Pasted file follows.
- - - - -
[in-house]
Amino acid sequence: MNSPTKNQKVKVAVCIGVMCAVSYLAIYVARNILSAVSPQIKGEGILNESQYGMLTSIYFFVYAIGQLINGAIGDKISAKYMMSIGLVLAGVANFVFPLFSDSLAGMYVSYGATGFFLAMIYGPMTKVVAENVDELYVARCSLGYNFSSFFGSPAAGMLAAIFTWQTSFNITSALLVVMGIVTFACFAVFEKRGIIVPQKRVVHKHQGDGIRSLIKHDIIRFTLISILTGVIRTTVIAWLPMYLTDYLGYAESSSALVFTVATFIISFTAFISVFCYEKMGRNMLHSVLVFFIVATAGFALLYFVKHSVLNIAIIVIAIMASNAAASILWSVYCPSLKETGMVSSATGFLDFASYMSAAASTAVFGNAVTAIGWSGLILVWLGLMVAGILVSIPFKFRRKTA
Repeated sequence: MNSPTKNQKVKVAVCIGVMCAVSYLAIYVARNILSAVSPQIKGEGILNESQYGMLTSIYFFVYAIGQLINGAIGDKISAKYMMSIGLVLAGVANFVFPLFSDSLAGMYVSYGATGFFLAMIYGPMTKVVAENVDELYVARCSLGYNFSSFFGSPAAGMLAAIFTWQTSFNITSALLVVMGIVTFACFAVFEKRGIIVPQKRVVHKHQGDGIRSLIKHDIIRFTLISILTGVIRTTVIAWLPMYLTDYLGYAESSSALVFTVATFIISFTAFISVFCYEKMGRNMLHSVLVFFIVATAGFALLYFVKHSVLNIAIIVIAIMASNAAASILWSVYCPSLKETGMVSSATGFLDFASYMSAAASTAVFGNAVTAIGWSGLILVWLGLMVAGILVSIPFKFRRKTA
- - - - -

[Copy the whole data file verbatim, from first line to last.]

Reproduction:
[in-house]
Amino acid sequence: MNSPTKNQKVKVAVCIGVMCAVSYLAIYVARNILSAVSPQIKGEGILNESQYGMLTSIYFFVYAIGQLINGAIGDKISAKYMMSIGLVLAGVANFVFPLFSDSLAGMYVSYGATGFFLAMIYGPMTKVVAENVDELYVARCSLGYNFSSFFGSPAAGMLAAIFTWQTSFNITSALLVVMGIVTFACFAVFEKRGIIVPQKRVVHKHQGDGIRSLIKHDIIRFTLISILTGVIRTTVIAWLPMYLTDYLGYAESSSALVFTVATFIISFTAFISVFCYEKMGRNMLHSVLVFFIVATAGFALLYFVKHSVLNIAIIVIAIMASNAAASILWSVYCPSLKETGMVSSATGFLDFASYMSAAASTAVFGNAVTAIGWSGLILVWLGLMVAGILVSIPFKFRRKTA
Repeated sequence: MNSPTKNQKVKVAVCIGVMCAVSYLAIYVARNILSAVSPQIKGEGILNESQYGMLTSIYFFVYAIGQLINGAIGDKISAKYMMSIGLVLAGVANFVFPLFSDSLAGMYVSYGATGFFLAMIYGPMTKVVAENVDELYVARCSLGYNFSSFFGSPAAGMLAAIFTWQTSFNITSALLVVMGIVTFACFAVFEKRGIIVPQKRVVHKHQGDGIRSLIKHDIIRFTLISILTGVIRTTVIAWLPMYLTDYLGYAESSSALVFTVATFIISFTAFISVFCYEKMGRNMLHSVLVFFIVATAGFALLYFVKHSVLNIAIIVIAIMASNAAASILWSVYCPSLKETGMVSSATGFLDFASYMSAAASTAVFGNAVTAIGWSGLILVWLGLMVAGILVSIPFKFRRKTA